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How To Get a Gig

July 3, 2012

Like many people who promote shows or work within the music business I get an absurd amount of emails from bands asking me how to get on gigs, how to get in contact with certain venues and how they can play on shows when bigger acts come into town. Instead of sending an often frustrated email response I have decided to compile this list of tips and tricks for getting gigs so in the future I will be able to direct any unrealistic band emails direct to this blog.

#1. If you scratch their back they might just scratch yours.
For locals bands one of the best way to get on shows (and I cannot stress this enough) is to go out to other bands shows! Get out to shows to see other local bands and take the time to introduce yourself to the bands playing, the promoter, the bar staff, sound guy, and anyone else you can (I shouldn’t need to add this but do NOT try and talk to them / pitch your band to them while they’re working, setting up, etc…). The truth is that most promoters and bands want to build a community for their scene so if you help them, they will help you. If they never see you at shows you are just another faceless email address or a low res facebook profile photo to them, not a real tangible person who’s supporting the scene.

#2. Give them a reason to care.
Early on it is hard to have a glowing resume but as you start to accumulate band achievements use these as leverage to get into venues or work with certain bands or promoters. Simple things like “Did you know we shared the stage with Band X…”, “at our last 3 local shows we have averaged 75 paid people a show” or “we are being featured in the local paper arts section for upcoming artist” etc… these things can make all the difference in helping you stand out when promoters or venues are looking for bands.

#3. Consider what is realistic for the current stage of your career.
Yes you’d love to play with one of your favourite bands when they come to town but you need to ask does your band really deserve to be on that show? Deserving is usually more than just fitting the genre of music and especially with bigger shows it is about your band’s ability to get people through the doors of the venue. If your band can’t draw a sizable crowd (100+ people) out to your own shows you likely aren’t at the stage where you will be considered for an opening slot on a larger bill.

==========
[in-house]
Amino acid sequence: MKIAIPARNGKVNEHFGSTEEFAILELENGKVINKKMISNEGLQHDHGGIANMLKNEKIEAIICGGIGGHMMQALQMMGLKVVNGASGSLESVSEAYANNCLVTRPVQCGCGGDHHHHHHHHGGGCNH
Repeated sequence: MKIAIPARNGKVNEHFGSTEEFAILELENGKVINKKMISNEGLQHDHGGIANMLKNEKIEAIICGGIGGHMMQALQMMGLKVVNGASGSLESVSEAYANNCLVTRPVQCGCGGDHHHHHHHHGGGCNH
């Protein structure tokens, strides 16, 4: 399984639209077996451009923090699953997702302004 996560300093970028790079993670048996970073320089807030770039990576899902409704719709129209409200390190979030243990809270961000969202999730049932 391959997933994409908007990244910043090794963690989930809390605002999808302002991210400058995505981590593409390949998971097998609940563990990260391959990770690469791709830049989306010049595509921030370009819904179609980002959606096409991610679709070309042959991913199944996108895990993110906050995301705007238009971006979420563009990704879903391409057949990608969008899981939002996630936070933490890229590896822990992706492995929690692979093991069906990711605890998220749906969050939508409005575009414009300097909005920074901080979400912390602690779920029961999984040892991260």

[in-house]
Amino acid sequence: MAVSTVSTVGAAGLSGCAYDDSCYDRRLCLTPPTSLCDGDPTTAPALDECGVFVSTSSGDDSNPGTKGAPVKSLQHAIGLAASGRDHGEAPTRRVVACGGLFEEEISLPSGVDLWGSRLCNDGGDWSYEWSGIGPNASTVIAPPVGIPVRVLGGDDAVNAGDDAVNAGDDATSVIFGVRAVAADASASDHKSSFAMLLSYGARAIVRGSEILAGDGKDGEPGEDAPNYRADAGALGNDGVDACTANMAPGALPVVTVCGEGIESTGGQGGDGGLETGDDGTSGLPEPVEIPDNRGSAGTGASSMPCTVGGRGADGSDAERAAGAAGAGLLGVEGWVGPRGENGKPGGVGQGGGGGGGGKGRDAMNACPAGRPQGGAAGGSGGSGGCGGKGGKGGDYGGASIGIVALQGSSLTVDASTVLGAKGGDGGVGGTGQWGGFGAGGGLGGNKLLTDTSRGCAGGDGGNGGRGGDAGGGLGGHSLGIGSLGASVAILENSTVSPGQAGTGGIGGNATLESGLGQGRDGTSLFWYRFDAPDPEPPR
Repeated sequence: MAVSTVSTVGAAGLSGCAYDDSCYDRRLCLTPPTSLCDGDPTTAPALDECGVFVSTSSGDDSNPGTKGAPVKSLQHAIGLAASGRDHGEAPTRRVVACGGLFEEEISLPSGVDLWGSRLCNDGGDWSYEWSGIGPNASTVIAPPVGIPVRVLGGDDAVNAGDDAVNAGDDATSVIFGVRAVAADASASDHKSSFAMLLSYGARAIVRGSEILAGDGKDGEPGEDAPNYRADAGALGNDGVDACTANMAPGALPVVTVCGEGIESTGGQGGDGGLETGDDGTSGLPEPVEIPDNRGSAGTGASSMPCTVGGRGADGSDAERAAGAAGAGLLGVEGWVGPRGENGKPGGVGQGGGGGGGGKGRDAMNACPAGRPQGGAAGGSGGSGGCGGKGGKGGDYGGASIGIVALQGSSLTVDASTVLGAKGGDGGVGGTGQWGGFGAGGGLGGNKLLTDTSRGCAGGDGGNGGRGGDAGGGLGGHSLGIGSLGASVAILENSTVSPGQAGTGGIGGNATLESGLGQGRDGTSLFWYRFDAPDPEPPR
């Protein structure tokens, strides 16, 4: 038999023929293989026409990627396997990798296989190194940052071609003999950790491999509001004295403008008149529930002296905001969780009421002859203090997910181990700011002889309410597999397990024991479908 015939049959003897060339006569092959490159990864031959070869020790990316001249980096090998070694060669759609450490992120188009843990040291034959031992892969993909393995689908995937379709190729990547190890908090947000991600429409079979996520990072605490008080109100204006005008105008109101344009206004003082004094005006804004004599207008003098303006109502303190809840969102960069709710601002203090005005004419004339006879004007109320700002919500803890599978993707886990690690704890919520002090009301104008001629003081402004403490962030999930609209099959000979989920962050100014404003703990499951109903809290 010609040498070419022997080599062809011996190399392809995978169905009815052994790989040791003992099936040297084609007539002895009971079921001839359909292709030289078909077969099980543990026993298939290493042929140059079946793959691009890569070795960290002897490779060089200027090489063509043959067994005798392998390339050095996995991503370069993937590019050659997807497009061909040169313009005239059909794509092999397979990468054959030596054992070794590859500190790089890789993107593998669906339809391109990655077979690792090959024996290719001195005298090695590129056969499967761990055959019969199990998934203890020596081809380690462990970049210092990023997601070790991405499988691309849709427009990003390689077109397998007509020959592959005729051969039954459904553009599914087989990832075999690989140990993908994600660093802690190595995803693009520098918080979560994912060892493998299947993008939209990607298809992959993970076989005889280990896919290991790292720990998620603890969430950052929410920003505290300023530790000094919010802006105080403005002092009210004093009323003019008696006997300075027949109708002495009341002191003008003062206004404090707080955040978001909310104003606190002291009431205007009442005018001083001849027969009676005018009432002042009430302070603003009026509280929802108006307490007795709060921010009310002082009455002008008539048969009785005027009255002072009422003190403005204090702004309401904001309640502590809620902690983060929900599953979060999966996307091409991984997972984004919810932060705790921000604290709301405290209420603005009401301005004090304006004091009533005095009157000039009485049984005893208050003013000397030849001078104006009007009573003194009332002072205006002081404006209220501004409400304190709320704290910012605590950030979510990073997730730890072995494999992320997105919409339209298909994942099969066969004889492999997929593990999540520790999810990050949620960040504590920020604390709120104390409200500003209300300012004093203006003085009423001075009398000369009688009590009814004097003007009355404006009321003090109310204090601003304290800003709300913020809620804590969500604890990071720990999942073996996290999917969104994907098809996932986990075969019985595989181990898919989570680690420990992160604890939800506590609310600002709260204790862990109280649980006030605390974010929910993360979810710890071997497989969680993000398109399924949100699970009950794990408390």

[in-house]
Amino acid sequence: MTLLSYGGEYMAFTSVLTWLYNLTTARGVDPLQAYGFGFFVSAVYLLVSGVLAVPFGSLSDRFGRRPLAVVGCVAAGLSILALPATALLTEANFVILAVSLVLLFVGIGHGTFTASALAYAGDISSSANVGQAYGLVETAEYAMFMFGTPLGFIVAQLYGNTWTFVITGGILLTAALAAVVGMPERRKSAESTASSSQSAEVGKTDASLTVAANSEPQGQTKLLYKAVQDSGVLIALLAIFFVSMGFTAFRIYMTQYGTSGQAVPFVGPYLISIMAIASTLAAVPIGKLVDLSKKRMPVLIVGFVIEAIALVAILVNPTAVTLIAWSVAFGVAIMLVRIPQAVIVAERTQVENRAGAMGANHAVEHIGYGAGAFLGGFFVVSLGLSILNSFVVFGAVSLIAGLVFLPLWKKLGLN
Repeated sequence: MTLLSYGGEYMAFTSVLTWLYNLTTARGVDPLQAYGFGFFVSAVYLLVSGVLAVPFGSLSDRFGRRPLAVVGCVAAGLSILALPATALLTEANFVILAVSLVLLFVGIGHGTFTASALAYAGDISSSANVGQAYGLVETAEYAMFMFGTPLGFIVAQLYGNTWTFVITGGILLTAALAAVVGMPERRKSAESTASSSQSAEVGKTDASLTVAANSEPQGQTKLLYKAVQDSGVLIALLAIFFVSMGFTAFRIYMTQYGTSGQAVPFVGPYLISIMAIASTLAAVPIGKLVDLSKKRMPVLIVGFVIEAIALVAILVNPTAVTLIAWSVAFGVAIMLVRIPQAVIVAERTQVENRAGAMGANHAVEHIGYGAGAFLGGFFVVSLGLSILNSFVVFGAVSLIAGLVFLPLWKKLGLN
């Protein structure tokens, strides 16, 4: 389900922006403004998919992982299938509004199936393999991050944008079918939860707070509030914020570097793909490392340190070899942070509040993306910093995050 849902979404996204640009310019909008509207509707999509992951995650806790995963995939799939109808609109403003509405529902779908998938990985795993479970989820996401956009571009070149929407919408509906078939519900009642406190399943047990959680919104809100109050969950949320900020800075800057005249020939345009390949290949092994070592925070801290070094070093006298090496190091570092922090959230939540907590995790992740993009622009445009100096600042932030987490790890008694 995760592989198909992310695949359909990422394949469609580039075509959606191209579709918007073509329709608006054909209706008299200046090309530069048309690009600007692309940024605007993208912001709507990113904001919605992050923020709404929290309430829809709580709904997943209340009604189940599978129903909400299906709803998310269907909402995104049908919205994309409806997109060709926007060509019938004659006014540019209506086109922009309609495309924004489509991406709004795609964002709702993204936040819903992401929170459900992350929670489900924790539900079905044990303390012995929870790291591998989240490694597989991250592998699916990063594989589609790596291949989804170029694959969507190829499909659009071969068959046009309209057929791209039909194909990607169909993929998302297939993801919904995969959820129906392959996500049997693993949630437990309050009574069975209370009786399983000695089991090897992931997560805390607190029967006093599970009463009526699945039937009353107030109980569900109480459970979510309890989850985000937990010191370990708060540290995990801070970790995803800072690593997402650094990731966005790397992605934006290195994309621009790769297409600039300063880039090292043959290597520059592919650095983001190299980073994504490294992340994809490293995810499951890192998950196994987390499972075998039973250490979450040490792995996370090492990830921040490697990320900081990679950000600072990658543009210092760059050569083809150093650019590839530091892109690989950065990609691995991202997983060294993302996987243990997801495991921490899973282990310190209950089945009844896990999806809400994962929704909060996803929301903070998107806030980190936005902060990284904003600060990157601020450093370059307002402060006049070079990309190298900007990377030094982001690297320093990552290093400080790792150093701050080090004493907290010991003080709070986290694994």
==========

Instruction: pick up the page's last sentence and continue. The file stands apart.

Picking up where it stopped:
*- Another important thing to keep in mind with opening slots on larger bills is that the a lot of people often need to approve your band to play that touring act. This includes their booking agent, band/tour manager, the band themselves and possibly their label so although the promoter is able to suggest bands they do NOT get the final say.

#4. You haven’t figured out the difference between ‘Persistence’ and ‘Annoyance’
Chances are it will often take you more than one email or phone call to reach a promoter or venue booker. Don’t let this discourage you, these people are often busy and inundated with a flood of similar messages. Persistence is important but do not go overboard, send follow ups periodically but do not harass people and make sure you are always polite. Again if you are not hearing back after a few follow ups it may be time to re-evaluate your approach.

#5. The approach you are using is wrong.
This is perhaps the most damning for a lot of artists, instead of phrasing your pitch like “It would really help us out if you’d put us on this gig because we love Band X” you need to instead look at what you can bring to the table.  If more bands approached it from the angle of “we’d love to get on this bill as we feel we would not only fit the bill but also be able to help draw in some additional fans” they would quickly see how the responses from venues, promoters and bands changed. Hell if you are being ambitious, which you should be, add in “and we’d love to help poster/flyer, promote online and anything else we can do to make this show a success” and you will see how a little extra hard work and effort is really all that is separating you from the pack.

-Josh

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